The second coming of the Lord is a series of events over a period of time. The Rapture will be a great reunion of believers both dead and alive. Like the first century Christians, we should expect it to occur at any moment. Are we encouraging each other as we eagerly wait for it?
Published, May 2009
See the next article in this series:
- Living as a Christian
How our view of the future can influence the present
Some people are optimistic about the future – they see advances in science and technology, so they hope for the best that can happen. Others are pessimistic – they see damage to the environment and social and economic breakdown, so they fear the worst that can happen.
The bad news is that there is a lot of evil and despair in the world and some people are frightened by the future. But there is good news as well: it is clear from the Bible that God offers hope for the future if we follow Him.
Let’s consider some facts about the future, their consequences, and the impact they can have in our daily lives.
We All Have A Future
How can those facing death due to a terminal illness or an accident have a future? Like a criminal facing execution, they seem to be in a hopeless situation. But Jesus actually told a criminal facing execution, “Today you will be with me in paradise” (Lk. 23:43 NIV). This gives us a clue – no matter what the circumstances, there can be a bright future for those who trust in God.
The Bible teaches that there is a future beyond our current lives. Death is not the end of our existence, but a doorway between this life and a future destiny. So in this sense, we all have a future.
This is illustrated by the example of the rich man and Lazarus, whose lives are shown to continue after death, with consciousness, communication and memory (Lk. 16:19-31). They were in two different places – heaven and hell – and the rich man wanted his brothers warned so they would not end up in the place of torment. This wish was denied, illustrating that decisions made on earth can have eternal consequences.
Also, God will raise everyone from death (Acts 24:15). In fact, there are two resurrections, the first for God’s people and the second for the judgment of those who have rejected God (Rev. 20:5-6).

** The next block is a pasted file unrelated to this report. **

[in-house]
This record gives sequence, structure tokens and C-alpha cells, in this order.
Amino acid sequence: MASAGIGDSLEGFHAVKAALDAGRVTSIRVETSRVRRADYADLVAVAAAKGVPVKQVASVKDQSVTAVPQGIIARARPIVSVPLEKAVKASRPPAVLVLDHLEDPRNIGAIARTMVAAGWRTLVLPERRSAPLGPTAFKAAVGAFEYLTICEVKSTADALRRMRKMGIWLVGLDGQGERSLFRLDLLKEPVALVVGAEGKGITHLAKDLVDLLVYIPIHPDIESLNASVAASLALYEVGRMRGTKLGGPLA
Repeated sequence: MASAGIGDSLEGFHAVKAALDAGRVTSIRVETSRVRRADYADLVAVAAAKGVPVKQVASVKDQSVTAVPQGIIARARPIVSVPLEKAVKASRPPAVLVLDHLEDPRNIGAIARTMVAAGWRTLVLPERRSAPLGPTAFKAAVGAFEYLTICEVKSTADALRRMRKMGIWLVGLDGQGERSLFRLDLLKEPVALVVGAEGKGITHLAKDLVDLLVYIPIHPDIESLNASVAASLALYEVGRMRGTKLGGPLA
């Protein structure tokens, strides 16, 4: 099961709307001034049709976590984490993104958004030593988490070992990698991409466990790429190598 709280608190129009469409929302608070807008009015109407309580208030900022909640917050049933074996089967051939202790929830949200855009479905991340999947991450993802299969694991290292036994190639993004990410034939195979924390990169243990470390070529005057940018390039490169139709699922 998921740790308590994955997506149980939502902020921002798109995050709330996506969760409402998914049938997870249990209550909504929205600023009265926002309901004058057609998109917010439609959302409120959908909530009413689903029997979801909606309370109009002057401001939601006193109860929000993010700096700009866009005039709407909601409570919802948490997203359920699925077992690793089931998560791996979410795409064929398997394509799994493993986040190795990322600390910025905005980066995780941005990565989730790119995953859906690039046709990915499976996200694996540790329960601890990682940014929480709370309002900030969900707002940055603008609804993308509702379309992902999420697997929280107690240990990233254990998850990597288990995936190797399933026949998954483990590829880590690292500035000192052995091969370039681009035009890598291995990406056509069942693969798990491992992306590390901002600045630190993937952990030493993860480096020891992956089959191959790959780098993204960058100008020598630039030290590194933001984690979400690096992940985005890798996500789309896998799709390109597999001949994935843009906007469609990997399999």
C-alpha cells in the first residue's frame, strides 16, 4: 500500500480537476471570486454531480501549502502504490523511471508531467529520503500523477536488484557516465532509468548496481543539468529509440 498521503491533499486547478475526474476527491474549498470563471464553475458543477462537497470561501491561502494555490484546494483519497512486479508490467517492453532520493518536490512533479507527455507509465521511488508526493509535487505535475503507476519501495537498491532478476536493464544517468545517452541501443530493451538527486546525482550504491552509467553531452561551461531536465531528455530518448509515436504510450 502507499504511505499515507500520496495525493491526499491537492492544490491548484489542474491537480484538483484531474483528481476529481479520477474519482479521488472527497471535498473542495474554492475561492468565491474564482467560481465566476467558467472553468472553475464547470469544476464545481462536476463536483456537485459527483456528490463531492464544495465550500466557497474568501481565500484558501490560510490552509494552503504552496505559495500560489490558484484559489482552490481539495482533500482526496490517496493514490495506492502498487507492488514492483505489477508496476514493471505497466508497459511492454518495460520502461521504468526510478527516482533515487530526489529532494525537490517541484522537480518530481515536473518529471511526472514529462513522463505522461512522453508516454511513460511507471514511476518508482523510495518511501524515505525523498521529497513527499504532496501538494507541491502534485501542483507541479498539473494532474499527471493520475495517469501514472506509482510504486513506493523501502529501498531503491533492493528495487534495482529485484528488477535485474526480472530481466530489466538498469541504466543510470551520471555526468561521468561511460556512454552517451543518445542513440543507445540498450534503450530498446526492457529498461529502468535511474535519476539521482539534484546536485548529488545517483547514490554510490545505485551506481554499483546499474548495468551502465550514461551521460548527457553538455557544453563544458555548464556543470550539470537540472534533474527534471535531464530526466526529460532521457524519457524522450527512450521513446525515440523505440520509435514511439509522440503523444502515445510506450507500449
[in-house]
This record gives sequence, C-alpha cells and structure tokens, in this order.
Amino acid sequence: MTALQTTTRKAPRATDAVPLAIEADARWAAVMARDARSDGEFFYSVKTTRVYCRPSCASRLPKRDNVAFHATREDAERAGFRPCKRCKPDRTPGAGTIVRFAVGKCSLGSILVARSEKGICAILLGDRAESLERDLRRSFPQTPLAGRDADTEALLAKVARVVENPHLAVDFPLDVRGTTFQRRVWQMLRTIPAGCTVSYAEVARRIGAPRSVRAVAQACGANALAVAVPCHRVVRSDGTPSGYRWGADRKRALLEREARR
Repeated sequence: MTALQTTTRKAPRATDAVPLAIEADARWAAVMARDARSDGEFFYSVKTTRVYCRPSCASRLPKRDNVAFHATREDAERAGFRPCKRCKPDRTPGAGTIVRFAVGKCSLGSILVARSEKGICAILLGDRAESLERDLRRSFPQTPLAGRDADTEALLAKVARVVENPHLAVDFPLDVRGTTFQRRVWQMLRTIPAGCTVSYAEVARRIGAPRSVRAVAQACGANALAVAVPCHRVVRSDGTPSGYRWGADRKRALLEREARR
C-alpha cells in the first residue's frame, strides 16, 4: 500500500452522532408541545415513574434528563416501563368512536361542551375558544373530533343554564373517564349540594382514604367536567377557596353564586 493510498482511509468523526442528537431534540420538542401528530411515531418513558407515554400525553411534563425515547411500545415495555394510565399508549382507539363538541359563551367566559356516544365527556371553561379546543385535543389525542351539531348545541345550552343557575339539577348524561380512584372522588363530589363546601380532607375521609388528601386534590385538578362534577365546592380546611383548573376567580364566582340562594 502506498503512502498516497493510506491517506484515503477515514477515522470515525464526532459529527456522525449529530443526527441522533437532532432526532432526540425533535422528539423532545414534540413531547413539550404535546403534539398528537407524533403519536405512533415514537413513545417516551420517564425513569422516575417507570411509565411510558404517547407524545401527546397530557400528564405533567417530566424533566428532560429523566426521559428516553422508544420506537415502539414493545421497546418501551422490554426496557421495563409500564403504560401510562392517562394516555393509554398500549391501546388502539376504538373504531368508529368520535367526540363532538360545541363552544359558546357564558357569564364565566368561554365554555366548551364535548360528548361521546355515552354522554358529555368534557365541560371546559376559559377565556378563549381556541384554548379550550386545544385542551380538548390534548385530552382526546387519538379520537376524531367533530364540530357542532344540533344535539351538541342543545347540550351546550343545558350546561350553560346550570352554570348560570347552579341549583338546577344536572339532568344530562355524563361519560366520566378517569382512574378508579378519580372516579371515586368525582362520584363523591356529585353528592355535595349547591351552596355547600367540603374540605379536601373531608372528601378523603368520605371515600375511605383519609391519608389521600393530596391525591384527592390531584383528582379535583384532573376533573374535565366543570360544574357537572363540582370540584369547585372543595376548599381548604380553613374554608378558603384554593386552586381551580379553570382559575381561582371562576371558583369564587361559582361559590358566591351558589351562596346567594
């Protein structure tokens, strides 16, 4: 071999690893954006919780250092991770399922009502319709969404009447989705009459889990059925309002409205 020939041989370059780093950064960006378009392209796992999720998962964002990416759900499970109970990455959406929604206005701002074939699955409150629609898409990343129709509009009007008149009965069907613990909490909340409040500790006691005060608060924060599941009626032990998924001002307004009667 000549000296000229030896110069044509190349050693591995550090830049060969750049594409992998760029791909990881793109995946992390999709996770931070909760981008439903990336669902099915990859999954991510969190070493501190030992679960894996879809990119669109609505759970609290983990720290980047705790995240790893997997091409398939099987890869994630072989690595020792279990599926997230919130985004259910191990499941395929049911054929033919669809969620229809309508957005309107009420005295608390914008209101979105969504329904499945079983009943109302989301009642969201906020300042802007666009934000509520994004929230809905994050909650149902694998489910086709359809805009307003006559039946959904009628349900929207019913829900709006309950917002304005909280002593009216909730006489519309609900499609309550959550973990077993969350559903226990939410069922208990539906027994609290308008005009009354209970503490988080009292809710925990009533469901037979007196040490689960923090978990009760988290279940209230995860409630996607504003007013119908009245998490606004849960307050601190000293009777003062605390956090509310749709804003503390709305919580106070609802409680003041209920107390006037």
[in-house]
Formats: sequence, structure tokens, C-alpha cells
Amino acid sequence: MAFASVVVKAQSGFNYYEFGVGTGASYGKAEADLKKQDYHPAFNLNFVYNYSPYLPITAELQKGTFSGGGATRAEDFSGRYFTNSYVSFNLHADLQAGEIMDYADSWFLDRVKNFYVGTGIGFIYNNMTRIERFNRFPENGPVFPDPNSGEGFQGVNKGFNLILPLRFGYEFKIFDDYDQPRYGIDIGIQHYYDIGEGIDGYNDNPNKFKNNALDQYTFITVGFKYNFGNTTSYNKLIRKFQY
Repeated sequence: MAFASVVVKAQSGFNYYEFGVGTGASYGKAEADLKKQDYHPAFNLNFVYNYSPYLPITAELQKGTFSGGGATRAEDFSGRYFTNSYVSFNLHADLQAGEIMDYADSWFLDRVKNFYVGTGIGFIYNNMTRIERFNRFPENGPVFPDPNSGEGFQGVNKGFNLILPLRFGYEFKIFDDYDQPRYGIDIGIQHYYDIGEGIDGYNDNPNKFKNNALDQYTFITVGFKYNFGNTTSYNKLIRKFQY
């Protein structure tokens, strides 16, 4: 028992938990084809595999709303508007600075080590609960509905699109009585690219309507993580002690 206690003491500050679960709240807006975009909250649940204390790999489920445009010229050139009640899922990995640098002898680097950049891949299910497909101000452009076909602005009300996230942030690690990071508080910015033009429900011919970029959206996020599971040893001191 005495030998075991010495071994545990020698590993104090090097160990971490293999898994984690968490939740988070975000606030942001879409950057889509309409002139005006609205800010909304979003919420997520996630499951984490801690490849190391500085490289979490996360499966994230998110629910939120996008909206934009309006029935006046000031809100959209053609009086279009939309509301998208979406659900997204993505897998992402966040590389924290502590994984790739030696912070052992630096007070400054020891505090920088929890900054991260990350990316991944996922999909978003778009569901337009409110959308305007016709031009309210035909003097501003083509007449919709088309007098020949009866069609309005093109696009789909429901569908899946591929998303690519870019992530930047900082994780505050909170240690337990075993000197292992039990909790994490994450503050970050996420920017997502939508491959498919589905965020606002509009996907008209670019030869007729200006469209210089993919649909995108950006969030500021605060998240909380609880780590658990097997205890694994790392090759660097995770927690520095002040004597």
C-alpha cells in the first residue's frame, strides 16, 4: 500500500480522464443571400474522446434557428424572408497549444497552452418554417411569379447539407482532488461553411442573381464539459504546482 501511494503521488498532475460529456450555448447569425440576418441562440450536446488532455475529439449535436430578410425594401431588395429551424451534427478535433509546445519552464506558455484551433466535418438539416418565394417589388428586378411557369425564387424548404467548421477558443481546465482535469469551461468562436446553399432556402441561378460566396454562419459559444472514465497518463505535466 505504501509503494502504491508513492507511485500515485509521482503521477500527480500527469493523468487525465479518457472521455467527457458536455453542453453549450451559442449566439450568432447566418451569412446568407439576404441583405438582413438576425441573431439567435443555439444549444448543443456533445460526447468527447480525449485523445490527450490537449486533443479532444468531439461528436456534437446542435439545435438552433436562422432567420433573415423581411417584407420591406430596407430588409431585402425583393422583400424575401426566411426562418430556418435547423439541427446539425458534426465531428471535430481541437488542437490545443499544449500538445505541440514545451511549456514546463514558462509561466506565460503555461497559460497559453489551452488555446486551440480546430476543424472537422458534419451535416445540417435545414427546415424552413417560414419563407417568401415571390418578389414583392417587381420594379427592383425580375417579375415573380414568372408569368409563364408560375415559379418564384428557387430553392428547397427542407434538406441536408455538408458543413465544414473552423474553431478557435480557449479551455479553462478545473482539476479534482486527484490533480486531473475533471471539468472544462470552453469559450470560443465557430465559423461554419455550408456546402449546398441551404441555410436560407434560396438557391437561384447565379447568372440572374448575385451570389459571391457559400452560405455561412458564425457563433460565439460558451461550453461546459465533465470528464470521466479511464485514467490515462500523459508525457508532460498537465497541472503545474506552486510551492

Paul looked forward so much for this future that he considered dying better than living, because it meant he would be with Christ (Phil. 1:21-23). Elsewhere he wrote, if we have hope in Christ only for this life, we are the most miserable people in the world (1 Cor. 15:19). This is because it would mean that there was no raising from death and no hope beyond death (1 Th. 4:13).
Lasting Hope Comes From God
The Bible was written so “we might have hope” (Rom. 15:4). In the Old Testament God promised this to His followers: “For I know the plans I have for you, plans to prosper you and not to harm you, plans to give you hope and a future.” And again He says, “There is hope for your future” (Jer. 29:11; 31:17). So, if they followed God and not false prophets, they were assured of a future filled with hope.
In the New Testament, He is described as “the God of hope” because He is the source of hope, and those separate from Him are said to be “without hope” (Rom. 15:13; Eph. 2:12). The believer’s hope is in God because He has given them a hope that lives on, and an inheritance that awaits them in heaven (1 Pet. 1:3-5,21).
The “hope” of the Scriptures is a confident expectation of a future event, not just a possibility or a desire. This is because God has a perfect record for keeping His promises.
A New Heaven And A New Earth
The eternal inheritance of Christians is to be “with the Lord forever” in paradise, and they will all be transformed to be like Christ (1 Th. 4:17; Phil. 3:20-21). Their main purpose in heaven will be to celebrate, praise and worship Jesus Christ and God – it will be like a great wedding feast (Rev. 19:6-9). At this time they will receive rewards, they will see God glorified, and they will reign with Him (Rev. 22:12; 1 Jn. 3:2-3; Rev. 20:6). God is in the business of destroying the effects of sin such as decay, sadness, evil and death. He wants to renew all His creation. At the end of time He says, “I am making everything new” (Rev. 21:5).
One of my favorite verses is: “We are looking forward to a new heaven and a new earth, the home of righteousness” (2 Pet. 3:13). It is described as a place where “there will be no more death or mourning or crying or pain, for the old order of things has passed away” (Rev. 21:4). What a great prospect to be a part of this!